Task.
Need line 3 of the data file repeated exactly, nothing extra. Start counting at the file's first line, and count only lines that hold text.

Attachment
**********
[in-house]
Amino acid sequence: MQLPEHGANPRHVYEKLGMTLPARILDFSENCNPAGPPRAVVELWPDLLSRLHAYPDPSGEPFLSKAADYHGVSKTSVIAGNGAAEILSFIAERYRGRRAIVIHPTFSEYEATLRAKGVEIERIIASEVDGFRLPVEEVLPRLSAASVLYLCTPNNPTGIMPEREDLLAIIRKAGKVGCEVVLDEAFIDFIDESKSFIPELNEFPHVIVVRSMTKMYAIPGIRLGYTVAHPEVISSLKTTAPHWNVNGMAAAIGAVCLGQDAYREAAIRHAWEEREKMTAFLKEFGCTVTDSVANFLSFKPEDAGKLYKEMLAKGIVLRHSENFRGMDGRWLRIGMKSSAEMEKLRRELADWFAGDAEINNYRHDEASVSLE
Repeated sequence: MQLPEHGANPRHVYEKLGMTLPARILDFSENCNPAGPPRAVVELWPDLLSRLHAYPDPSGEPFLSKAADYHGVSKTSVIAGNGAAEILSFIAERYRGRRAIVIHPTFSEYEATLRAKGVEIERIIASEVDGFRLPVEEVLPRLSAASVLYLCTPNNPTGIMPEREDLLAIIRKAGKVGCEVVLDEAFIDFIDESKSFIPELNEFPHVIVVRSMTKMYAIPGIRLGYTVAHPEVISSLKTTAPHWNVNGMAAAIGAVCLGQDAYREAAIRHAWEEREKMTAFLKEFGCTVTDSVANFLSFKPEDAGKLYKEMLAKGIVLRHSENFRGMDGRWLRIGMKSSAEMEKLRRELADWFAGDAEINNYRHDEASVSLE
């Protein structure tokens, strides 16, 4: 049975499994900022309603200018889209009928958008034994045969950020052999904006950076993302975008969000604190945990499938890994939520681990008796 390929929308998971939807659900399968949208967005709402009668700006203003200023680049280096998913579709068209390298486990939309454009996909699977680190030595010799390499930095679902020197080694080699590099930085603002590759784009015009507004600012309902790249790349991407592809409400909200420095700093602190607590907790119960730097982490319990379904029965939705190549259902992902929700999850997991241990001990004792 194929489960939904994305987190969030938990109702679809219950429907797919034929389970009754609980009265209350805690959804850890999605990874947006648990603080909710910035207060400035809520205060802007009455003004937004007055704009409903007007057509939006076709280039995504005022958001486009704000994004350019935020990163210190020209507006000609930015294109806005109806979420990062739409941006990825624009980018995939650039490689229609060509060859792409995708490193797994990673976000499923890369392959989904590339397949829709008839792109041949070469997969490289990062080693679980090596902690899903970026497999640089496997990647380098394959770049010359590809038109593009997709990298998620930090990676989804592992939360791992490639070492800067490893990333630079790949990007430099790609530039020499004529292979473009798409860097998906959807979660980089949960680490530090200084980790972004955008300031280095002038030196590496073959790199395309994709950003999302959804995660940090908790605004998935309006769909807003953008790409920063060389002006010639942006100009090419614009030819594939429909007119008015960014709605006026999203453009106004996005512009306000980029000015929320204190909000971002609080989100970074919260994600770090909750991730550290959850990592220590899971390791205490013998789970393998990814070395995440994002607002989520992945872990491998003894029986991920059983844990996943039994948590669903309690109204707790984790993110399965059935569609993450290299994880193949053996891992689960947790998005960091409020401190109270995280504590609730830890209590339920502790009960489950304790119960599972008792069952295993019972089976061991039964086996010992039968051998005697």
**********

Repeated sequence: MQLPEHGANPRHVYEKLGMTLPARILDFSENCNPAGPPRAVVELWPDLLSRLHAYPDPSGEPFLSKAADYHGVSKTSVIAGNGAAEILSFIAERYRGRRAIVIHPTFSEYEATLRAKGVEIERIIASEVDGFRLPVEEVLPRLSAASVLYLCTPNNPTGIMPEREDLLAIIRKAGKVGCEVVLDEAFIDFIDESKSFIPELNEFPHVIVVRSMTKMYAIPGIRLGYTVAHPEVISSLKTTAPHWNVNGMAAAIGAVCLGQDAYREAAIRHAWEEREKMTAFLKEFGCTVTDSVANFLSFKPEDAGKLYKEMLAKGIVLRHSENFRGMDGRWLRIGMKSSAEMEKLRRELADWFAGDAEINNYRHDEASVSLE